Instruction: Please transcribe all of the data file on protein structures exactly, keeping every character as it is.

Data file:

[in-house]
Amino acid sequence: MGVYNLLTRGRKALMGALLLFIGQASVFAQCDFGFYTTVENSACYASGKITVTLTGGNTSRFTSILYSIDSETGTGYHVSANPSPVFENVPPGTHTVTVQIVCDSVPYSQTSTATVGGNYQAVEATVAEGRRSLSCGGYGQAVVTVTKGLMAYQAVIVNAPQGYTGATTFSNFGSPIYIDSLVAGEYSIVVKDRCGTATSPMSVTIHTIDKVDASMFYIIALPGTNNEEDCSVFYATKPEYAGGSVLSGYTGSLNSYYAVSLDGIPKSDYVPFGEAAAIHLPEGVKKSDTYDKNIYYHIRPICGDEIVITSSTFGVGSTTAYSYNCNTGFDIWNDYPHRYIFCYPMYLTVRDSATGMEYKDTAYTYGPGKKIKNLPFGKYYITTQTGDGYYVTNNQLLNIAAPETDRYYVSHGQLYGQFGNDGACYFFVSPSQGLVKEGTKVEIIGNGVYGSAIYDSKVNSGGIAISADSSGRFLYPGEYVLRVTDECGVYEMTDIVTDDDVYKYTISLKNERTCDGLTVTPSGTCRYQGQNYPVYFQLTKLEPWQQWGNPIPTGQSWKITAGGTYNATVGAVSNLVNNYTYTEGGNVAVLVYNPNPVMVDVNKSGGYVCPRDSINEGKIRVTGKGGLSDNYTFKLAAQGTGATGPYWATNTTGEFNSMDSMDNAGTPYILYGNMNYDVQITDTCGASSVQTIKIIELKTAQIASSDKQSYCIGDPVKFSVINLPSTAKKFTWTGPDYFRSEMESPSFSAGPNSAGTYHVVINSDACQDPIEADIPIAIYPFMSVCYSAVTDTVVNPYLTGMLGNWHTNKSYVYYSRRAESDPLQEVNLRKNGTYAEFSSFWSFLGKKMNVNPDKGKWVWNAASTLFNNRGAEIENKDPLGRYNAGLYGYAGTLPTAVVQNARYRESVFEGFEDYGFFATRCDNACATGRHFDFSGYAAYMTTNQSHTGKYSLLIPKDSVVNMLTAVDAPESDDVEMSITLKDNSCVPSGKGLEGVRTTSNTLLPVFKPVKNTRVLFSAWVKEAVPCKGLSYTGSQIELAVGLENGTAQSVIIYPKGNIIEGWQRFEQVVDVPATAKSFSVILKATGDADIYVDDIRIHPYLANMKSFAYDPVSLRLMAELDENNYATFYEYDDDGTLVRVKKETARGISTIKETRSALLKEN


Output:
[in-house]
Amino acid sequence: MGVYNLLTRGRKALMGALLLFIGQASVFAQCDFGFYTTVENSACYASGKITVTLTGGNTSRFTSILYSIDSETGTGYHVSANPSPVFENVPPGTHTVTVQIVCDSVPYSQTSTATVGGNYQAVEATVAEGRRSLSCGGYGQAVVTVTKGLMAYQAVIVNAPQGYTGATTFSNFGSPIYIDSLVAGEYSIVVKDRCGTATSPMSVTIHTIDKVDASMFYIIALPGTNNEEDCSVFYATKPEYAGGSVLSGYTGSLNSYYAVSLDGIPKSDYVPFGEAAAIHLPEGVKKSDTYDKNIYYHIRPICGDEIVITSSTFGVGSTTAYSYNCNTGFDIWNDYPHRYIFCYPMYLTVRDSATGMEYKDTAYTYGPGKKIKNLPFGKYYITTQTGDGYYVTNNQLLNIAAPETDRYYVSHGQLYGQFGNDGACYFFVSPSQGLVKEGTKVEIIGNGVYGSAIYDSKVNSGGIAISADSSGRFLYPGEYVLRVTDECGVYEMTDIVTDDDVYKYTISLKNERTCDGLTVTPSGTCRYQGQNYPVYFQLTKLEPWQQWGNPIPTGQSWKITAGGTYNATVGAVSNLVNNYTYTEGGNVAVLVYNPNPVMVDVNKSGGYVCPRDSINEGKIRVTGKGGLSDNYTFKLAAQGTGATGPYWATNTTGEFNSMDSMDNAGTPYILYGNMNYDVQITDTCGASSVQTIKIIELKTAQIASSDKQSYCIGDPVKFSVINLPSTAKKFTWTGPDYFRSEMESPSFSAGPNSAGTYHVVINSDACQDPIEADIPIAIYPFMSVCYSAVTDTVVNPYLTGMLGNWHTNKSYVYYSRRAESDPLQEVNLRKNGTYAEFSSFWSFLGKKMNVNPDKGKWVWNAASTLFNNRGAEIENKDPLGRYNAGLYGYAGTLPTAVVQNARYRESVFEGFEDYGFFATRCDNACATGRHFDFSGYAAYMTTNQSHTGKYSLLIPKDSVVNMLTAVDAPESDDVEMSITLKDNSCVPSGKGLEGVRTTSNTLLPVFKPVKNTRVLFSAWVKEAVPCKGLSYTGSQIELAVGLENGTAQSVIIYPKGNIIEGWQRFEQVVDVPATAKSFSVILKATGDADIYVDDIRIHPYLANMKSFAYDPVSLRLMAELDENNYATFYEYDDDGTLVRVKKETARGISTIKETRSALLKEN